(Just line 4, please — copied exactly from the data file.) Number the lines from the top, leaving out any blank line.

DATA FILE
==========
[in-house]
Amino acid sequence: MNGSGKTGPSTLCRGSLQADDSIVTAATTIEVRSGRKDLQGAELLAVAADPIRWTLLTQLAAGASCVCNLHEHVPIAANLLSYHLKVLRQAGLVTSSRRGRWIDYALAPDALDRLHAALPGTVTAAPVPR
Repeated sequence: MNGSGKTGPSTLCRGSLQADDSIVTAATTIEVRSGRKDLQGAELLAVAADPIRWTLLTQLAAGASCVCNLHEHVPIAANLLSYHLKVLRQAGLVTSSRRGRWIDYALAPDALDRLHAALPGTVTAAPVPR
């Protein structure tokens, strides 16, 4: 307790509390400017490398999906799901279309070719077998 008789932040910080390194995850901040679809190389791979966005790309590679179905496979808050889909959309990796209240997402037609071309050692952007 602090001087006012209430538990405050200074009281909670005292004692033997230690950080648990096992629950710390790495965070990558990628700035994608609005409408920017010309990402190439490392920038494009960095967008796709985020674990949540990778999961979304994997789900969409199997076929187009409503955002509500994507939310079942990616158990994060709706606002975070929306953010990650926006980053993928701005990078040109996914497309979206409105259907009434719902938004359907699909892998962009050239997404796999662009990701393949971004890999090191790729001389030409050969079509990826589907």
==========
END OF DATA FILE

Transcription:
């Protein structure tokens, strides 16, 4: 307790509390400017490398999906799901279309070719077998 008789932040910080390194995850901040679809190389791979966005790309590679179905496979808050889909959309990796209240997402037609071309050692952007 602090001087006012209430538990405050200074009281909670005292004692033997230690950080648990096992629950710390790495965070990558990628700035994608609005409408920017010309990402190439490392920038494009960095967008796709985020674990949540990778999961979304994997789900969409199997076929187009409503955002509500994507939310079942990616158990994060709706606002975070929306953010990650926006980053993928701005990078040109996914497309979206409105259907009434719902938004359907699909892998962009050239997404796999662009990701393949971004890999090191790729001389030409050969079509990826589907």